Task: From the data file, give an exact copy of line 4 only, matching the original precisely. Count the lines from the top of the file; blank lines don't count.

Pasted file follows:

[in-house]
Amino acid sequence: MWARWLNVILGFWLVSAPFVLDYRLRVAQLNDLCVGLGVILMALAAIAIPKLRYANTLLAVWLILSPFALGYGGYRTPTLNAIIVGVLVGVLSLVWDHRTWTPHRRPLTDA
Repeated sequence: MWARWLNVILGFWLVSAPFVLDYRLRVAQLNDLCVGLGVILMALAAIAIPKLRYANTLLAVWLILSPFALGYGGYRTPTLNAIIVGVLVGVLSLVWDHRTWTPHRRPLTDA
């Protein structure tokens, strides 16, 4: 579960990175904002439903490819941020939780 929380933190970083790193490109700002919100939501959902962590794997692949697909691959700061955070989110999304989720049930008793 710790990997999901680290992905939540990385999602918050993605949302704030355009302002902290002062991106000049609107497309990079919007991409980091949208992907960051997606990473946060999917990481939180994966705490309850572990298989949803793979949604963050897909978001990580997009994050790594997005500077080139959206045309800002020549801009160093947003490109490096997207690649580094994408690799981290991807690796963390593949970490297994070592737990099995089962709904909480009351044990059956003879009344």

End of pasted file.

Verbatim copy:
């Protein structure tokens, strides 16, 4: 579960990175904002439903490819941020939780 929380933190970083790193490109700002919100939501959902962590794997692949697909691959700061955070989110999304989720049930008793 710790990997999901680290992905939540990385999602918050993605949302704030355009302002902290002062991106000049609107497309990079919007991409980091949208992907960051997606990473946060999917990481939180994966705490309850572990298989949803793979949604963050897909978001990580997009994050790594997005500077080139959206045309800002020549801009160093947003490109490096997207690649580094994408690799981290991807690796963390593949970490297994070592737990099995089962709904909480009351044990059956003879009344």